Jeff Green | Feb 05, 2009
Back to HomeFeature Article - February 5, 2009 North Frontenac CouncilBy Jeff Green
North Frontenac Council facing budget crunch
North Frontenac Council has been quick off the mark in considering their 2009 budget. Most township Councils are just now beginning the process.
But thus far, Council and senior staff don’t particularly like what they see.
Increased costs for waste management and road maintenance, and a need to put money aside for future capital projects, have all affected the budget, and township CAO/Treasurer Cheryl Robson said “although the numbers are still very preliminary, we are still very high, sitting right now at an increase of 5% in the township portion of the budget.”
Council will be meeting later this month to continue working on the budget.
Consultants recommends compaction
In presenting a comprehensive waste management plan to Council on January 29th, Guy Laporte of AECOM engineering (formerly TSH) made the point that the estimated dumping capacity in township sites is about 21 years.
“However, if you begin compacting the waste, you can increase the lifespan of the sites by about 50%,” he said to Council.
The cost of a used compactor is about $200,000, with another option being contracting out compaction at a cost of $34,000 per year.
Although Laporte said AECOM does not see a need for the township to consider expanding any of their waste sites at this time, the Mississippi Station site is a candidate for expansion in the future, and it is possible it can be made large enough to accommodate 20 years worth of North Frontenac waste.
Laporte also pointed out that most of the considerable cost of maintaining township waste sites is paid for out of property taxes, and recommended that the “program be changed to that a larger portion is funded through user fees.”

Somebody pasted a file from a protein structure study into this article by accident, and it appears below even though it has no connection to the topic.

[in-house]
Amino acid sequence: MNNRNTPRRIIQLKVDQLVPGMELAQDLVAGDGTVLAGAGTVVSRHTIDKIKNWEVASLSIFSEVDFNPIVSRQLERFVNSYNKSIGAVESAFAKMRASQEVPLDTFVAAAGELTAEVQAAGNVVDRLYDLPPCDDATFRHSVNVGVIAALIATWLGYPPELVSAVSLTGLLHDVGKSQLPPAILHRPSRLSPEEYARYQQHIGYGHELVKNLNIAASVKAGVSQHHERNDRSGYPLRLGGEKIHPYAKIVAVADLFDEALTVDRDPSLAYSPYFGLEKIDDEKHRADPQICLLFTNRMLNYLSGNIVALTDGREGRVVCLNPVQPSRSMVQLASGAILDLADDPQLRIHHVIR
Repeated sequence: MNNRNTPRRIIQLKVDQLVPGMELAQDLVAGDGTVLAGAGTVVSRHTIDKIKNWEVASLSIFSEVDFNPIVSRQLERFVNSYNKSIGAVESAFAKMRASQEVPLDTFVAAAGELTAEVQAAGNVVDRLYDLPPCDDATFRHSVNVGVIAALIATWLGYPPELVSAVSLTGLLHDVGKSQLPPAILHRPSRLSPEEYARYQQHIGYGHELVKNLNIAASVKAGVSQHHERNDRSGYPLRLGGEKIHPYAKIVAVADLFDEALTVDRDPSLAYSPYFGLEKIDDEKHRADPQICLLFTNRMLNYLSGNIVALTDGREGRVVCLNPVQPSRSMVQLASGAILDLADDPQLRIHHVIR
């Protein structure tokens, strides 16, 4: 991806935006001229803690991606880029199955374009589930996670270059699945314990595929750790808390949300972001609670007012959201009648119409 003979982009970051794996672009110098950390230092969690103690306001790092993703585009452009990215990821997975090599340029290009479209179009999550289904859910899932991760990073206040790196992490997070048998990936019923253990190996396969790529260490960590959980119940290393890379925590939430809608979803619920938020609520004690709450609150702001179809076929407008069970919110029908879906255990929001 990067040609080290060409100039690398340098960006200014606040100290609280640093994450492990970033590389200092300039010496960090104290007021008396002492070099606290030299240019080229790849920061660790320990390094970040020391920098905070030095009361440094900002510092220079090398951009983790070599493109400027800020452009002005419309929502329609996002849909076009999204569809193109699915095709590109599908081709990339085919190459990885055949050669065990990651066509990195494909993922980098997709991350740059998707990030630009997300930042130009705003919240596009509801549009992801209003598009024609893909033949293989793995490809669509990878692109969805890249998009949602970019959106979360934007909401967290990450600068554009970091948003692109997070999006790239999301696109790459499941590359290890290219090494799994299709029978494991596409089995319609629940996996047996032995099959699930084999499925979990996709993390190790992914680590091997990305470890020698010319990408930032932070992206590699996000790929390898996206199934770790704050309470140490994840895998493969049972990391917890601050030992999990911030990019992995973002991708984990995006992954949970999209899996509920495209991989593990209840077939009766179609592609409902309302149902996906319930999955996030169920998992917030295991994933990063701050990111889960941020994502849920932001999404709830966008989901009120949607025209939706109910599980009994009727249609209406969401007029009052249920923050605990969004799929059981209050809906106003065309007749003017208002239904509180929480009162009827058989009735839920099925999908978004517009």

The township is considering scheduling a public meeting to consult about a variety of proposed changes.
More waste, of a different kind
Jamie Saunders, from Rideau Valley Conservation, made a presentation about the 2008 Wastewater Disposal System Re-inspection program (AKA septic re-inspection).
Saunders reported that last year, because of scheduling problems, only 78 systems out of a planned 100 were actually inspected.
On the positive side, for the first time island properties were included in the inspection program; including Islands on Kashwakamak and Big Gull Lakes.
“I’m pleased to say that the state of systems on the islands was pretty good,” said Saunders. “We’d all heard that we would find straight pipes into the water but that was not what we found at all.”
The main function of the re-inspection program is educational, Saunders said.
“We spent a lot of time talking to people about proper maintenance of systems,” Saunders said.
Of the 78 systems inspected last year, 34 had no concerns, 37 required some work, mostly of a minor nature, 5 require further information in order to be evaluated, and 2 require replacement and have been referred to the Health Unit.
“Would it be possible to increase the number of inspections per year,” asked Mayor Ron Maguire.
Saunders replied that 200 system are looked at each year in Tay Valley Township it would be possible to do the same in North Frontenac.
The program cost $7,600 to run in 2008.
Roads task force members named – The following people have been named to join three members of Council on a Roads Task Force: Russel Gray, John Hudson, Bill Raeburn, Darwyn Sproule, Bob Watkins and Karin Reynolds.
Mayoralty candidate in 2010? Among the seminars that Councillors have signed up for at the upcoming annual municipal conference in Toronto, Deputy Mayor Beam has signed up for the “Heads of Council” training session.
Ringing endorsement for Denbigh ambulance committee paper – Council passed a strongly worded motion in support of the recommendations that were found in the Denbigh community groups “Ambulance Position Paper”.
The resolution concurred that a “reduction of the Denbigh ambulance to 12 hour coverage” would “result in a net decrease in the quality and net increase in the costs of medical care as a whole.”
It also said that “effective land ambulance delivery cannot recognize political boundaries,” and asks the province to “resume responsibility for land ambulance”.
A consultants report on the Frontenac County Land ambulance service will be released in March, according to County Officials.
Paul Charbonneau, the manager of the Frontenac County Service, confirmed that the question of the Denbigh Station would be considered in the report.